Monday, October 12, 2020

CM choke, RF choke, RF isolator, line isolator, RF current filter

 Years ago Hans PE1BVQ was so kind to give me a common mode filter. It was at the time I had issues with my VDSL2 connection. I tried everything to avoid the coax from radiating and receiving unwanted signals. However, the CM choke didn't solve the problem. It was solved by someone else placing software  with amateurradio frequency notches in our VDSL2 modem.

Personally I never had any good results with CM chokes, not the results showing in this videos:

Of course it is all a matter of how much common mode there actually is present on your coax lines. If you haven't got it the difference will not be so obvious as shown in the video. 

I got 2 common mode chokes, the one from PE1BVQ with a unknown ferrite but probabely it is mix #43 material? The other one is built by me, it uses a 4C65 ferrite. I always left the balun from Hans in my coax line to the vertical but does it really help, I can't say. I tried to test and see any differences in RX and TX but it isn't detectable. I guess I have not enough common mode (lucky me!). 

The question now is, do both common mode chokes work? I haven't got expensive VNA (Vector Network Analyser). I know the nanoVNA is cheap but haven't got that as well. I got a digital multimeter which worked, but went defective just when I wanted to use it for this experiment. So what is left is a cheap 6 euro multimeter. I came across a nice diagram from a CM sensor, it looked easy so I build one. However due to other distractions I didn't read well, I assumed I had to measure current so I choose mA to do the test. Imagine it gave some strange readings, I was confused. Discussed it on a dutch HAM forum and then I saw my fault...I should choose mV. The current is rectified and you measure voltage over the resistor which is in parallel with the meter (not drawn in diagram). Anyway, it gives better readings now.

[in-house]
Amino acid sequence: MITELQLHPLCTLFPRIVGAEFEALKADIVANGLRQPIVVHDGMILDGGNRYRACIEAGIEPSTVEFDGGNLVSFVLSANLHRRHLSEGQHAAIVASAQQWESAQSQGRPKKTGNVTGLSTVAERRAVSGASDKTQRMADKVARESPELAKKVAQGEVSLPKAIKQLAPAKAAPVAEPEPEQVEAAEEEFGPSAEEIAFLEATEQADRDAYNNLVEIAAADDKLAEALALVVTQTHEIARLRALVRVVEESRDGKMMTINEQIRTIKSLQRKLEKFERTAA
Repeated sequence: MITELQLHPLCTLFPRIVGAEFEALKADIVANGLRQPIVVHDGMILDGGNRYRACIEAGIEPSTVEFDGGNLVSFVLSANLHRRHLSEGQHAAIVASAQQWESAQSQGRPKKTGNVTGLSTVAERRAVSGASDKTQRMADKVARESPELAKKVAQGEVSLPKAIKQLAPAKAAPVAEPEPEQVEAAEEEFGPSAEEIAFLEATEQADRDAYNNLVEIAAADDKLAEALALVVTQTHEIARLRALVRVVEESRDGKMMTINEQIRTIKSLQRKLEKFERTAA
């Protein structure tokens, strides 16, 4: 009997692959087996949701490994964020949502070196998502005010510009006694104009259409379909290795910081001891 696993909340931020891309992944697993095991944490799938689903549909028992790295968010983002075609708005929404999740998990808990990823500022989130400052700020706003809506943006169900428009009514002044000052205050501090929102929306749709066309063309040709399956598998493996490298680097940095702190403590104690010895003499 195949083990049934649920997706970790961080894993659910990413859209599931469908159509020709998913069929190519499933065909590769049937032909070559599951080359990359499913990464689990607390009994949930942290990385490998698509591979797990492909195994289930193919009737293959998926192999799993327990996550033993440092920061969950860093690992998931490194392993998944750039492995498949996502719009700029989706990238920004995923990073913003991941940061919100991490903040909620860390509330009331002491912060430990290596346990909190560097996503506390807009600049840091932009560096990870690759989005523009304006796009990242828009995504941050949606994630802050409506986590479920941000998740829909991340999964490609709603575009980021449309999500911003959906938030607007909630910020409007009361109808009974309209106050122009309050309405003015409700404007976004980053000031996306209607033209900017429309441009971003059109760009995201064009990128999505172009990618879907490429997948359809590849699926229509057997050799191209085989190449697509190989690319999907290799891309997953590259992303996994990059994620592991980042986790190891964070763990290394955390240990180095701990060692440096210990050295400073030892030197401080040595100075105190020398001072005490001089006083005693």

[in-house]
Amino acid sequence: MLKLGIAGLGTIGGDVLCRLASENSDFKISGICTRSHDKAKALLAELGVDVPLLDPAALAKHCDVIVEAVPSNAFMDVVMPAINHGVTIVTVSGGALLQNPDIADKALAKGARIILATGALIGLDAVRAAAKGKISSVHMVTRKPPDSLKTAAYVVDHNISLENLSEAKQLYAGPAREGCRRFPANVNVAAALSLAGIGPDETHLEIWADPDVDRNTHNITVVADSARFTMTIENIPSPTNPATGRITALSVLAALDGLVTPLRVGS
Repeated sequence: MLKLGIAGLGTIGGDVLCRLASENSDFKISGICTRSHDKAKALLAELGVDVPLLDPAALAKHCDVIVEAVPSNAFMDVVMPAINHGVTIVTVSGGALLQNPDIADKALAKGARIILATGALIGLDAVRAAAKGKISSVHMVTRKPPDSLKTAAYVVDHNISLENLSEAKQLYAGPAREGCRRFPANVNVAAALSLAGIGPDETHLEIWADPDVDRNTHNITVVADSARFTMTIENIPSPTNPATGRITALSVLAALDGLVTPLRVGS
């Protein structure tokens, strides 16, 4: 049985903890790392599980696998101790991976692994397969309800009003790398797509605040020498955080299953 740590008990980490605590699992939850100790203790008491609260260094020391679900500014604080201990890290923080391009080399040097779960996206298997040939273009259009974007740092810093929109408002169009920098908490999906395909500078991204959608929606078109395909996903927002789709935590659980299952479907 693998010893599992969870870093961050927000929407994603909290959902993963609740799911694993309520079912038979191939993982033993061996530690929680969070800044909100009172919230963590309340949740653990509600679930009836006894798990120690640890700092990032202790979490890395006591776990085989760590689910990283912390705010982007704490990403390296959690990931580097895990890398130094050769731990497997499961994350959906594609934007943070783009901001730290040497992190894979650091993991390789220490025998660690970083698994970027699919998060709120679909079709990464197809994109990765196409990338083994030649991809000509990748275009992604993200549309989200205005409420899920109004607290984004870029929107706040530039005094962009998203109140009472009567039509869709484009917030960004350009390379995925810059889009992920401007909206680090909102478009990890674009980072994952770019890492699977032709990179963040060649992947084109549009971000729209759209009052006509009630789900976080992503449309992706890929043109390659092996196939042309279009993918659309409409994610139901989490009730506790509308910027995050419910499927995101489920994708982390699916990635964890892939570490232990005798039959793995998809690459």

But what to measure now. What should I measure? I asked again in the dutch HAM forum and PA3DJS was so kind to tell me that you should measure without the choke first to see any difference. When connected both in/output should read almost no difference, but of course lower readings as without the choke. 

Well, this is what I measured in the end:

Input 10W FM on 5365KHz

Without CM choke: 450-455 mV on several places on the coax

With PE1BVQ choke: 230 mV on several places on the coax. Near the choke input (TX side) 3 mV and near the choke output (antenna side) 6 mV

With PE4BAS choke: 240 mV on several places on the coax. Near the choke input (TX side) 94mV and near the choke output (antenna side) 47 mV

Interesting to see that the chokes obviously work. Would be nice the see how much dB they actually surpress. I haven't got the equipment and knowledge for that (yet). I guess most average HAMs don't have that. But the CM sensor is easy to build and a nice experiment to see if a choke actually works.

There are many ways to build a CM choke. Interesting to see so many designs, some working well, some working just good enough. It looks like there isn't a design that is really the best. To have proof that it really works and has enough CM surpression you really need a VNA.

Videos I really like to see, if only it was for the funny accent, are those from TRX bench on this subject. The way Peter tells about the CM choke or 1:1 balun is really understandable, you learn a lot about this subject for shure.

This really was a nice experiment and wish I had more time to experiment with these kind of homemade filters & transformers. No doubt I will learn a lot from it...

Recent article on PA3HHO Pleun's blog:


  1. Hi Bas
    I got into making chokes last year after reading an article.I made a few for the 30m vertical i had and was impressed with the results, well worth the effort. It was a 240/type43 with 12 turns of rg412.
    good luck, interesting subject
    73 stu